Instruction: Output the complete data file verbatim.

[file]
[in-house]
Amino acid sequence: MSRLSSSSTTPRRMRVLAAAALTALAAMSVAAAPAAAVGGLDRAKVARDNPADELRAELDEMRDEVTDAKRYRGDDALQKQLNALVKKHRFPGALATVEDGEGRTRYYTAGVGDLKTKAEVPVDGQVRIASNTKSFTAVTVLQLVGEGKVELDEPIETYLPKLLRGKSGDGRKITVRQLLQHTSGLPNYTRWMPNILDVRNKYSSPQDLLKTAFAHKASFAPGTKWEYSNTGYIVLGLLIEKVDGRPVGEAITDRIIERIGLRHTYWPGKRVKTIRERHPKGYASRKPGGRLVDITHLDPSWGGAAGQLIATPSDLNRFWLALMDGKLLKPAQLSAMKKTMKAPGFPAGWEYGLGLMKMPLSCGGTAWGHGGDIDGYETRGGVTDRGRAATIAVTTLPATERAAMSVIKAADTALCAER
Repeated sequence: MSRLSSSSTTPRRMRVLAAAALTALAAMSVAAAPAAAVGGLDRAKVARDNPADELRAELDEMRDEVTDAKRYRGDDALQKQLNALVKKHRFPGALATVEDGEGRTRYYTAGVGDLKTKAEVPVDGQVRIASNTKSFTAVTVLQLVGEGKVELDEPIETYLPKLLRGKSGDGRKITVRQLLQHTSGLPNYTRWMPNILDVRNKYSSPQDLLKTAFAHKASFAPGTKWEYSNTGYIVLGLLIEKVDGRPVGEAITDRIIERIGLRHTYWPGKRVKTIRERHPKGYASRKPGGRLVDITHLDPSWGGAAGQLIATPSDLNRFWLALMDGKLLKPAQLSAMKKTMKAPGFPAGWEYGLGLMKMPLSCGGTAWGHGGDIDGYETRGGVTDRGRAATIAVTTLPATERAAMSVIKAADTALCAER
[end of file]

[in-house]
Amino acid sequence: MSRLSSSSTTPRRMRVLAAAALTALAAMSVAAAPAAAVGGLDRAKVARDNPADELRAELDEMRDEVTDAKRYRGDDALQKQLNALVKKHRFPGALATVEDGEGRTRYYTAGVGDLKTKAEVPVDGQVRIASNTKSFTAVTVLQLVGEGKVELDEPIETYLPKLLRGKSGDGRKITVRQLLQHTSGLPNYTRWMPNILDVRNKYSSPQDLLKTAFAHKASFAPGTKWEYSNTGYIVLGLLIEKVDGRPVGEAITDRIIERIGLRHTYWPGKRVKTIRERHPKGYASRKPGGRLVDITHLDPSWGGAAGQLIATPSDLNRFWLALMDGKLLKPAQLSAMKKTMKAPGFPAGWEYGLGLMKMPLSCGGTAWGHGGDIDGYETRGGVTDRGRAATIAVTTLPATERAAMSVIKAADTALCAER
Repeated sequence: MSRLSSSSTTPRRMRVLAAAALTALAAMSVAAAPAAAVGGLDRAKVARDNPADELRAELDEMRDEVTDAKRYRGDDALQKQLNALVKKHRFPGALATVEDGEGRTRYYTAGVGDLKTKAEVPVDGQVRIASNTKSFTAVTVLQLVGEGKVELDEPIETYLPKLLRGKSGDGRKITVRQLLQHTSGLPNYTRWMPNILDVRNKYSSPQDLLKTAFAHKASFAPGTKWEYSNTGYIVLGLLIEKVDGRPVGEAITDRIIERIGLRHTYWPGKRVKTIRERHPKGYASRKPGGRLVDITHLDPSWGGAAGQLIATPSDLNRFWLALMDGKLLKPAQLSAMKKTMKAPGFPAGWEYGLGLMKMPLSCGGTAWGHGGDIDGYETRGGVTDRGRAATIAVTTLPATERAAMSVIKAADTALCAER